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Netleaf Hackberry

Celtis reticulata

Other common name(s):

Netleaf Sugar Hackberry, Western Hackberry, Sugar Hackberry, Texas Sugarberry, Palo Blanco, Acibuche

Family:

Cannabaceae (Hemp Family)

Plant Ecoregion Distribution Map

Central Great Plains, Chihuahuan Deserts, Cross Timbers, East Central Texas Plains, Edwards Plateau, Gulf Coast Prairies and Marshes, High Plains, Southwestern Tablelands, Texas Blackland Prairies
Broken Red Plains, Limestone Plains, Red Prairie
Chihuahuan Basins and Playas, Chihuahuan Desert Grasslands, Chihuahuan Montane Woodlands, Low Mountains and Bajadas, Stockton Plateau
Carbonate Cross Timbers, Eastern Cross Timbers, Grand Prairie, Limestone Cut Plain, Western Cross Timbers
Bastrop Lost Pines, Floodplains and Low Terraces2, Northern Post Oak Savanna, Northern Prairie Outliers, San Antonio Prairie, Southern Post Oak Savanna
Balcones Canyonlands, Edwards Plateau Woodland, Llano Uplift, Semiarid Edwards Plateau
Southern Subhumid Gulf Coastal Prairies
Canadian/Cimarron High Plains, Llano Estacado, Rolling Sand Plains
Canadian/Cimarron Breaks, Caprock Canyons Badlands Breaks, Flat Tablelands and Valleys, Semiarid Canadian Breaks
Floodplains and Low Terraces1, Northern Blackland Prairie, Southern Blackland Prairie

Plant Characteristics

Growth Form

Tree

Height

25
to
50
ft.

Spread

25
to
50
ft.

Leaf Retention

Deciduous

Lifespan

Perennial

Habitat and Care Requirements

Soil Type(s)

Rocky, Limestone, Well Drained, Moist, Dry

Light Requirement

Sun, Part Shade

Water Requirement

Low

Native Habitat

Grassland, Wetland or Riparian

Bloom and Attraction

Bloom Color

White

Bloom Season

Spring

Seasonal Interest

Berry, Flowers

Wildlife Benefit

Butterflies, Birds

Maintenance

Withstands severe drought and high heat. Also fairly resistant to disease and insect problems. Prune only as needed to remove weak limbs or to raise canopy for walkways. Galls that form on leaves are not harmful to the tree. Spring: Add mulch to improve drought tolerance. Propagation: Seed, Sucker transplant.

Comments

A tree or large shrub with gray, ridged bark. Leaves up to 3 inches long, (smaller than those of Sugar Hackberry) a pointed tip, and a slightly asymmetric base. The leaf upper surface somewhat rough to the touch and darker green than the lower surface. Flowers inconspicuous. Fruit spherical, 1/4 inch in diameter, reddish. This is the native hackberry of western United States. The branches often have deformed bushy growths called witches’-brooms, produced by mites and fungi. The sweetish fruit is eaten by wildlife.
Previous Scientific Name(s): Synonym/s: Celtis laevigata var. reticulata, Celtis brevipes, Celtis occidentalis

References

1) Griffith, Bryce, Omernick & Rodgers (2007). Ecoregions of Texas. 2) https://www.wildflower.org/plants/result.php?id_plant=CELAR. 3) http://bonap.net/TDC/Image/Map?taxonType=Genus&taxonId=1213&locationType=County&mapType=Normal. 4) https://portal.torcherbaria.org/portal/taxa/index.php?taxon=Celtis+reticulata&formsubmit=Search+Terms. 5) Miller, George O., Landscaping with Native Plants of Texas 2nd Ed., 2013, pg 48. 6) https://www.itis.gov/servlet/SingleRpt/SingleRpt?search_topic=TSN&search_value=19045#null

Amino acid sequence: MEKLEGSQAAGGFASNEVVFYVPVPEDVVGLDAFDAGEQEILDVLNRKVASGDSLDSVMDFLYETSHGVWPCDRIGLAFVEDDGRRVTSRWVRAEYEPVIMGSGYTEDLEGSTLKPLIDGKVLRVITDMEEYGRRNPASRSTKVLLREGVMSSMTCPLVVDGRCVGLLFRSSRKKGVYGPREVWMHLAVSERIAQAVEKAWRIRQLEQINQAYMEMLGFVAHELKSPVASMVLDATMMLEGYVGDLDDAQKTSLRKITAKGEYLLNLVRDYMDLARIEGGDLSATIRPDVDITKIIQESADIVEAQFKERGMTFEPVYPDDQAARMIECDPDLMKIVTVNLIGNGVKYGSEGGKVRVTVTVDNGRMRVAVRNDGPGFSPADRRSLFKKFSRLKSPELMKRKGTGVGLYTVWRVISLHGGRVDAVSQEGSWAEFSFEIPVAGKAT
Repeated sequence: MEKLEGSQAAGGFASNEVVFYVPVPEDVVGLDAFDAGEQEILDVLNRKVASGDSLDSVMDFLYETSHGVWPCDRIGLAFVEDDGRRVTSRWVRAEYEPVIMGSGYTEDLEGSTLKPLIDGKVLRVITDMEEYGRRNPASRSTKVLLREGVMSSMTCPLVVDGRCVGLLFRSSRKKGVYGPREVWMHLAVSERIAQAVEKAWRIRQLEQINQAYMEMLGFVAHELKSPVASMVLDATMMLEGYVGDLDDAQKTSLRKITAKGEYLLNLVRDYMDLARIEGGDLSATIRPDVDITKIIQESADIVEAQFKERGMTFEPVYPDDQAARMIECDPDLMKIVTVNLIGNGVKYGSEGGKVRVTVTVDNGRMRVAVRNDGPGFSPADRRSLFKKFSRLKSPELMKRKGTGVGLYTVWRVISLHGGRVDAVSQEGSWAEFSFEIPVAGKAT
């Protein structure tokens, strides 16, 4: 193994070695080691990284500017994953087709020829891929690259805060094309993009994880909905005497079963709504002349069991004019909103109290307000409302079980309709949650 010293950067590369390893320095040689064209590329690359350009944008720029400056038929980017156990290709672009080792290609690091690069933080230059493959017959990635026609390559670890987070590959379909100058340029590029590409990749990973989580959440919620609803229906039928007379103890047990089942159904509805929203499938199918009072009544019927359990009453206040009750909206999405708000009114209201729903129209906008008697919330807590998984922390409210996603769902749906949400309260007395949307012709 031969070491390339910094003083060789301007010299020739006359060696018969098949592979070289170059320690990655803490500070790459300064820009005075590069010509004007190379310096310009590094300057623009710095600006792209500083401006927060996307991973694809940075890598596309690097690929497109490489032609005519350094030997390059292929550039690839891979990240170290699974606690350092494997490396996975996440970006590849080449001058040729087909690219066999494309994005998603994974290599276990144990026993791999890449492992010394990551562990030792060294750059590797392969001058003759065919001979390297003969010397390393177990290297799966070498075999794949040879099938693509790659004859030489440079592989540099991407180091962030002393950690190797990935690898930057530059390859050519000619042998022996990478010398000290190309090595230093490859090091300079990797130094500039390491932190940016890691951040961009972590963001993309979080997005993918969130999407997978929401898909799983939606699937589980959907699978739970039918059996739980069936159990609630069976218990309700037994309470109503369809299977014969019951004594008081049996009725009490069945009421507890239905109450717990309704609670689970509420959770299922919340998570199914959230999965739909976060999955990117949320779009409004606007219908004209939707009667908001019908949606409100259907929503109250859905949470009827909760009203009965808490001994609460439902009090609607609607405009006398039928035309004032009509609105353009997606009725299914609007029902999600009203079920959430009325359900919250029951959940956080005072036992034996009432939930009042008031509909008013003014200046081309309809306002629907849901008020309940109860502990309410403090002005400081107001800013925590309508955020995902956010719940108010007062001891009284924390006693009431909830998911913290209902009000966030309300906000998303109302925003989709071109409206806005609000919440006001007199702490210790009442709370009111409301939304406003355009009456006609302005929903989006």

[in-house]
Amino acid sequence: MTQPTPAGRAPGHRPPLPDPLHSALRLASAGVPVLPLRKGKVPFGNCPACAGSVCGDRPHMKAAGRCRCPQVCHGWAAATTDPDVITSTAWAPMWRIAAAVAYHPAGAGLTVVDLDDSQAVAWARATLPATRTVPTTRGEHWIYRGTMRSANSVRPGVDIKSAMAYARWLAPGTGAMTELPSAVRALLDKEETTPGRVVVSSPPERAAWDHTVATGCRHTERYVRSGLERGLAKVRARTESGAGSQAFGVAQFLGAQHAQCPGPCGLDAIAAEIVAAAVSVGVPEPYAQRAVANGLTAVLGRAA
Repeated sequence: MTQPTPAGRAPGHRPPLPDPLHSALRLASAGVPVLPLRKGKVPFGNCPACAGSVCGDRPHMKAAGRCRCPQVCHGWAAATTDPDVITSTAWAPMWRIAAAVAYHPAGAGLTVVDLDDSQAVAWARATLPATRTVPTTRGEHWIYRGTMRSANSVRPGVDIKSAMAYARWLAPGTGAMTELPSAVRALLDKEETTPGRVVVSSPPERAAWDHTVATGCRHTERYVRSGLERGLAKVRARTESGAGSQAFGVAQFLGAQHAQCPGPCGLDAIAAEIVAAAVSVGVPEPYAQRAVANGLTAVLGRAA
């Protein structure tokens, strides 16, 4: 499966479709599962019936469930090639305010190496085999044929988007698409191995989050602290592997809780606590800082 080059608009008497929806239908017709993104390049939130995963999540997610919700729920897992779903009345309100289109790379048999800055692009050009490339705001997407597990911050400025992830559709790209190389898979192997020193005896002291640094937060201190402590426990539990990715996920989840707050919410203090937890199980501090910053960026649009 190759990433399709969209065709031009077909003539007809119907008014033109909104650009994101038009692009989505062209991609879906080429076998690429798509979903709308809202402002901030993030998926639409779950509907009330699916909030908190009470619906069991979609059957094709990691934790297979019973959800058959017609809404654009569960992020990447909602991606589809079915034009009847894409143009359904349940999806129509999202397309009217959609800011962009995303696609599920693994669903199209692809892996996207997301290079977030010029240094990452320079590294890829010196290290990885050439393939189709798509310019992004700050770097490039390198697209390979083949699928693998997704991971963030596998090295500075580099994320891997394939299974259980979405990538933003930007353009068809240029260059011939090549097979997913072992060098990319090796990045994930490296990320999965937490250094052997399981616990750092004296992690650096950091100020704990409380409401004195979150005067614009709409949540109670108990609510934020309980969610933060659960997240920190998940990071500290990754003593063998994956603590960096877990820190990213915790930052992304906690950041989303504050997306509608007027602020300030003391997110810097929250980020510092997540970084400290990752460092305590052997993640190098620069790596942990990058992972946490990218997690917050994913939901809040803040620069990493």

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About the Region

New Braunfels, the location of our Fall 2024 Symposium, straddles both the Edwards Plateau Ecoregion and the Blackland Prairie ecoregion. Interstate 35 divides the city of New Braunfels; its path through the city closely parallels the boundary of these two ecoregions, with the Edwards Plateau on the west side and the Blackland Prairies region to the east. The Edwards Plateau area is also called the Hill Country; however, this general term covers a much larger area extending farther north. Spring-fed creeks are found throughout the region; deep limestone canyons, rivers, and lakes (reservoirs) are common. Ashe juniper is perhaps the most common woody species found throughout the region. Additional woody species include various species of oak, with live oak (Quercus fusiformis) being the most common. Sycamores (Platanus occidentalis) and bald cypress (Taxodium distichum) border waterways. This area is well known for its spring wildflower displays, though they may be viewed in spring, late summer, and fall, as well. According to Texas Parks and Wildlife, average annual rainfall in the Edwards Plateau ranges from 15 to 34 inches.

The Blackland Prairie extends from the Red River south to San Antonio, bordered on the west by the Edwards Plateau and the Cross Timbers, and on the east by the Post Oak Savannah. Annual rainfall averages 30 to 40 inches, with higher averages to the east. This region is dominated by prairie species. The most common grass species include little bluestem (Schizachyrium scoparium) and Indian grass (Sorghastrum nutans) in the uplands and switchgrass (Panicum virgatum) in the riparian areas and drainages. Common herbaceous flowering plants include salvias, penstemons, and silphiums. This area has suffered greatly from overgrazing and agricultural use. Few intact areas remain, though many of the plants can be found along county roadsides throughout the region.

Our four host chapters (New Braunfels, Lindheimer, Guadalupe, and the Hill Country chapters) are located in one or both of the ecoregions above. However, the eastern portion of Guadalupe County also falls within the Post Oak Savanna ecoregion. Annual rainfall averages 35 to 45 inches, with higher averages to the east. A wide variety of hardwood trees are found, including several species of oaks, elms, and in the Bastrop area, loblolly pine (Pinus taeda). Grasses and forbs dominate in the open savannas, with most common grass being little bluestem. Ranching, agriculture, and fire suppression have allowed woody species to encroach on the once-open savannas.

Source: Wildflowers of Texas by Michael Eason